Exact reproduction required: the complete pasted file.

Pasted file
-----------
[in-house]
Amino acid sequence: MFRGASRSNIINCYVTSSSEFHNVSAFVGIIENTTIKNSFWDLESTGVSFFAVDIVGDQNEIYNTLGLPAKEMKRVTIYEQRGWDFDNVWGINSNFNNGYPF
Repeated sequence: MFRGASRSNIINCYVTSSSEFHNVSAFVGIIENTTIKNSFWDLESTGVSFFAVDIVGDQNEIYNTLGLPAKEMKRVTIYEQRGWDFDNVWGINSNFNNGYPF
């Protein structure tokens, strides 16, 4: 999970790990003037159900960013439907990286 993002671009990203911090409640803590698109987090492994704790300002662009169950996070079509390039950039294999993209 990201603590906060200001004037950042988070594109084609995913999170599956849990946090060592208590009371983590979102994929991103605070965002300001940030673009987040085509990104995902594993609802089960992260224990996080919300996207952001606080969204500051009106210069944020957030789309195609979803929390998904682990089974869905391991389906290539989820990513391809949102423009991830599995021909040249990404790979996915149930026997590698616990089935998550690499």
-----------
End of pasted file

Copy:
[in-house]
Amino acid sequence: MFRGASRSNIINCYVTSSSEFHNVSAFVGIIENTTIKNSFWDLESTGVSFFAVDIVGDQNEIYNTLGLPAKEMKRVTIYEQRGWDFDNVWGINSNFNNGYPF
Repeated sequence: MFRGASRSNIINCYVTSSSEFHNVSAFVGIIENTTIKNSFWDLESTGVSFFAVDIVGDQNEIYNTLGLPAKEMKRVTIYEQRGWDFDNVWGINSNFNNGYPF
């Protein structure tokens, strides 16, 4: 999970790990003037159900960013439907990286 993002671009990203911090409640803590698109987090492994704790300002662009169950996070079509390039950039294999993209 990201603590906060200001004037950042988070594109084609995913999170599956849990946090060592208590009371983590979102994929991103605070965002300001940030673009987040085509990104995902594993609802089960992260224990996080919300996207952001606080969204500051009106210069944020957030789309195609979803929390998904682990089974869905391991389906290539989820990513391809949102423009991830599995021909040249990404790979996915149930026997590698616990089935998550690499």